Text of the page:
Dr. David E. Allen ?A Member of the Canadian Society for Civil Engineering
Dr. Allen graduated from Queen’s University in Civil Engineering. He obtained a Masters at the University of British Columbia and a PhD in Structural Engineering from the University of Illinois. He is currently a consultant to the Institute for Research in Construction.
Dr. Allen joined the National Research Council upon graduation, working in what is now the Institute for Research in Construction. However he had worked for a few years with consulting engineering companies. One of these was Ove Arup and Partners of the UK, who were assigned work on the Sydney Opera House. Perhaps this is where Dr. Allen got his introduction to creative structural engineering. For those of you who have seen this magnificent building, you can easily understand the reason for such creative work. In fact, this was one of the first structures where the new technique, finite element analysis was used.
Dr. Allen is now a world ranking authority on the development of Codes and Standards that are used to ensure the safety of structures, and to optimize their design. As is required by the mandate of the Julian C. Smith Medal, awarded for “achievement in the development of Canada? in civil engineering this can be considered in terms of development of infrastructure. The construction of safe and effective buildings depends, not only on a sound design, but also on prior research, development and codes working with which practicing engineers must comply. It is in this area that Dr. Allen built his national and international reputation.
Over the last 3 or 4 decades, the definition of loads and their application to structures has moved from a deterministic approach to a probabilistic one, enabling the more rational evaluation of safety and risk. Dr. Allen has been in the forefront of this change, working on snow, wind, seismic and other loads for incorporation into a limit states design format. His early work was a major factor in enabling Canada to become an international leader in certain design procedures that are now used worldwide.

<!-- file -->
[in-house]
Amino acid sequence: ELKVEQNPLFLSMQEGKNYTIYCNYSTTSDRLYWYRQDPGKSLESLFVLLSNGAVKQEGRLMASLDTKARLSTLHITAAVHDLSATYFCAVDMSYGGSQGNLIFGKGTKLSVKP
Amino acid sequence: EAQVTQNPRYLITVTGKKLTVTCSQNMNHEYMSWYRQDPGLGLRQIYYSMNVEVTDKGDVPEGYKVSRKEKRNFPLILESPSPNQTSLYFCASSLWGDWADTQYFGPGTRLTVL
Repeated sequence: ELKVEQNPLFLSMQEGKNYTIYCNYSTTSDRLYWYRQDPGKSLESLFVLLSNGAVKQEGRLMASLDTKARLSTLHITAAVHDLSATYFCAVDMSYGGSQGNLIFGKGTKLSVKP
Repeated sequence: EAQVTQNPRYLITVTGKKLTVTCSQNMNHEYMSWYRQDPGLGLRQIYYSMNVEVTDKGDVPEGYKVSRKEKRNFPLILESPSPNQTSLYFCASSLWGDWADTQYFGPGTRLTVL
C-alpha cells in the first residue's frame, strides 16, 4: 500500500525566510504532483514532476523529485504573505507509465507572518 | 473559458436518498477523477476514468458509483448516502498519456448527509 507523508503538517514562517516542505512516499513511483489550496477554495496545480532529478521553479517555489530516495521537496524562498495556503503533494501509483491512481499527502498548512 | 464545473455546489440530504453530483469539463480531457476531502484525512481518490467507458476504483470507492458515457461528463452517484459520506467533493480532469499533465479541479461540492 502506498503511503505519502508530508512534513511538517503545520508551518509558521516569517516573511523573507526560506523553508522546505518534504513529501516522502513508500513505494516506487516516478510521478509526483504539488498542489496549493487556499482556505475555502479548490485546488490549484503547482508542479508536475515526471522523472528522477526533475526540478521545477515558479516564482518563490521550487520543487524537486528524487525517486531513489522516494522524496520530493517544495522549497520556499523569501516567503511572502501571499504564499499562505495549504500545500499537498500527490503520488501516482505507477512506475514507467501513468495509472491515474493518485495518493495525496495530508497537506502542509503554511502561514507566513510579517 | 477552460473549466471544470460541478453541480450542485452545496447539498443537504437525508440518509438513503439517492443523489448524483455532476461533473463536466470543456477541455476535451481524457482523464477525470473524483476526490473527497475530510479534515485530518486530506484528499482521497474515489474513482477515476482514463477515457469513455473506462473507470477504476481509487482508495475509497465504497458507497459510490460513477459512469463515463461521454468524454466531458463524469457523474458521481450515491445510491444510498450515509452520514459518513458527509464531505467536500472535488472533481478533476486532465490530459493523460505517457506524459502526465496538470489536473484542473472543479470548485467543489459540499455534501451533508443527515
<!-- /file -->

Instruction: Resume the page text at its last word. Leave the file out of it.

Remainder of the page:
The careers of many engineering researchers have justifiably dwelt on the behaviour of materials, steel, concrete, wood and masonry, often because financial support is available from industry. Dr. Allen chose the other side of the equation. He elected to evaluate the resistance of such materials and have them designed such that the probability of failure was minimized. A creative idea! He set out to make structures sufficiently safe and affordable, and help make Canadian society comfortable in our challenging environment.
A second area of expertise for Dr. Allen, which arose from his study of the resistance and loading of structures, is vibration. He has authored guidelines on Floor Vibration and on the seismic and structural rehabilitation of buildings. He has also written 7 commentaries to Part 4 of the National Building Code of Canada, and introduced limit states design in the Building Code. He has authored 60 other papers on a variety of subjects when reading the titles.
Dr. Allen’s life seems more like one of high adventure for he has investigated the impact of earthquakes in Quebec, Vancouver, San Francisco and abroad, studied tornado damage through Canada and the Caribbean, viewed the effects of snow loads and train induced vibration to damaged buildings and roofs in the Rockies, collapses of hockey arenas, wind storm damage, buildings in the state of progressive collapse, floor vibrations from the activities of people, and other related activities that damage structures. From these studies and inquiring mind of Dr. Allen has emerged an engineer, now a world known authority on what is actually a very demanding area, the development of Codes and Standards that have improved the lives of Canadians and fellow citizens of the countries that have adopted them, and that Dr. Allen has helped to write.
Tonight Ladies and Gentlemen, to receive the Julian C. Smith Medal for achievement in the development of Canada
Mr. President - - Dr. David E. Allen